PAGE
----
The following narrative was constructed by Isabelle Cockel, based on an interview that she conducted with Chen Kuan-chiao, a Vietnamese spouse based in Touliu.
I came to Taiwan in 1999 and gave birth to my only daughter in 2000. I did not go out in the first few months after my arrival. I cleaned my in-laws’ house where I lived together with them, cooked meals for the family, and, after my daughter was born, I also looked after her. Without working outside of home, my life in the countryside in southern Taiwan was boring compared to my life in Vietnam. Over there, I was always working or running businesses.
When I was not doing housework, I took my daughter out and strolled on the street. One day, I saw a woman processing spring onions there. Large bundles of spring onions freshly picked from the field by male workers were stacked together on her van. Without speaking much Mandarin or Taiwanese, I plucked up enough courage and asked her whether I could work for her, cleaning her produce. She asked where I lived and her neighbour told her who my father-in-law was. The next morning around nine, she delivered four bundles, each weighing roughly 30-40 kg, to my in-laws’ house. Before noon, I had cleaned the dirt off, peeled dirty layers of the onion, and rearranged them into bundles. This paid me NT 200 dollars (approximately US $6). I was overjoyed by this, the first ever wage I had earned since arriving in Taiwan! I asked the woman to continue to hire me to process her spring onions. Although I did not earn much, the wage felt like a significant amount. After all, NT 500 dollars were enough to buy five fishes, which were enough to feed the entire family for one meal. I became very efficient and my record earnings for one day was NT 1,200 dollars. This kind of work was mostly done by women and old people in the village, who mostly did not have regular jobs.
I did this job for nine months and managed to have some savings. I dreamed of opening a shop and running my own business. I saw that, on the high street of my town, close to the office of the Farmers’ Association, there were spaces to let. They were not shops but merely spaces on the corridor in front of the shops. It cost NT 5,000 dollars to rent one place and I was asked to pay six months’ rent upfront in one instalment. So that cost me NT 30,000 dollars. The remaining money was spent on pans, cooking utensils, folded tables, and plastic chairs. Two wooden planks were fixed into a stand on which were displayed ‘pho,’ Vietnamese flat rice noodles. My pho was sold at NT 35 dollar per bowl. When I had saved up NT 300,000 dollars by selling my pho at a very affordable price, I opened my restaurant in Touliu.
At that time, around 2002, Vietnamese cuisine was not so popular but my cooking attracted a lot of customers, some of whom were police officers and civil servants. My restaurant became the place where I started helping my fellow Vietnamese migrants in Touliu. At that time, the number of Vietnamese spouses in Taiwan increased, and so did the cases of domestic abuse. The surge of domestic abuse cases raised public awareness. The 113 special hotline was set up for migrant spouses from Southeast Asia to seek help when they suffered from physical, sexual, or verbal abuse from their husbands or in-laws. The police force in Touliu was also challenged by such cases but they were unable to communicate with migrant spouses due to the language barrier. They thought of me and came to ask me to help with communicating with Vietnamese people.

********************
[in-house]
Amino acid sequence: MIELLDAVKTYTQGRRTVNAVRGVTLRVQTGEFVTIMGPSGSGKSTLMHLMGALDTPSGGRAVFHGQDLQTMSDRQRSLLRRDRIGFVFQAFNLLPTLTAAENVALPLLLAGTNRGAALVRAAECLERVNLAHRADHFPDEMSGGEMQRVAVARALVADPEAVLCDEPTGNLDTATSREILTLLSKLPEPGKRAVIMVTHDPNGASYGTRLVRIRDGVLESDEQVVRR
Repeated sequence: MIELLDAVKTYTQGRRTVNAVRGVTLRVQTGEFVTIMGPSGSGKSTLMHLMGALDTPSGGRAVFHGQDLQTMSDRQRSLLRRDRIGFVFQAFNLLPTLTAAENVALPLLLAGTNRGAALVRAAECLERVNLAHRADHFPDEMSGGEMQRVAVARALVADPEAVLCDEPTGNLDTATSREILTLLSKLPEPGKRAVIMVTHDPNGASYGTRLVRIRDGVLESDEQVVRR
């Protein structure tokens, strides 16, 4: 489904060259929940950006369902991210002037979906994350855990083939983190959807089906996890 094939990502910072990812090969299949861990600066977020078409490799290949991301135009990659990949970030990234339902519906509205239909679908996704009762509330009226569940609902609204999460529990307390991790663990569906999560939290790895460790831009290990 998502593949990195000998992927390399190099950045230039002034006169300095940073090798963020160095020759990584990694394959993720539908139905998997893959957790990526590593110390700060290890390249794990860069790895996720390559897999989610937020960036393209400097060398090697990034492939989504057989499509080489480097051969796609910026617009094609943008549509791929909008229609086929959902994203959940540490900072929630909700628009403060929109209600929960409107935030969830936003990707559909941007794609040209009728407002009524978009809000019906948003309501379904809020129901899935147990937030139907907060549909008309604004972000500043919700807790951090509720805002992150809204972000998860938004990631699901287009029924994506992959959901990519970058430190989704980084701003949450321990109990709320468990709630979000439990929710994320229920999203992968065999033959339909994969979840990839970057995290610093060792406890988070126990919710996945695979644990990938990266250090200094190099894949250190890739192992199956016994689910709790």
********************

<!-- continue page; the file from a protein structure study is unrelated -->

A particular case I was involved in changed my life entirely. One day the police came to my restaurant asking me to go with them to the police station. A Vietnamese woman was in their custody but she had not eaten anything nor spoken for three days. They could not communicate with her and they were seriously concerned about her mental and physical health. I went with them with my greasy apron still on. I was taken to their detention room and met the woman. I asked her in Vietnamese ‘What happened to you?’ The woman began to cry and hold me tightly. She cried uncontrollably for a long time. I tried to comfort her and ask her to tell me what happened to her so that the police could help her. The first thing she said was ‘I don’t want to die in Taiwan; I wanted to go home.’ She then explained that she was hired as a home-based carer and had been raped by her employer day after day. She could not take it anymore and decided to leave her employer’s home. She dragged her suitcase onto the street but had nowhere to go. She saw a police car passing and the flashing light of the car convinced her that this was a police car. She waved it down and asked for help.
The police took her testimony and went to her employer’s home. The employer had been concerned about her whereabouts since in Taiwan by law a migrant worker leaving his/her registered address for more than three days would be considered missing. The employer was surprised by the police’s visit but cleverly found a way out for himself. Before she left, the Vietnamese woman took a hairdryer and coins worth NT 300 dollars from the living room. The employer accused her of stealing. The case was brought to court where the employer was charged with rape but the Vietnamese woman was accused of stealing. She did not want to pursue this case and returned home. From then onwards, I never turned off my mobile phone at night because I did not want to miss any phone calls from the police in case they needed me.
Isabelle Cockel is Senior Lecturer in East Asian and International Development Studies at the School of Area Studies, History, Politics and Literature of the University of Portsmouth. Her research focuses on labour and marriage migration in East Asia. Her recent research interests are the Cold War in East Asia, specifically the use of women’s voices for propaganda broadcasting.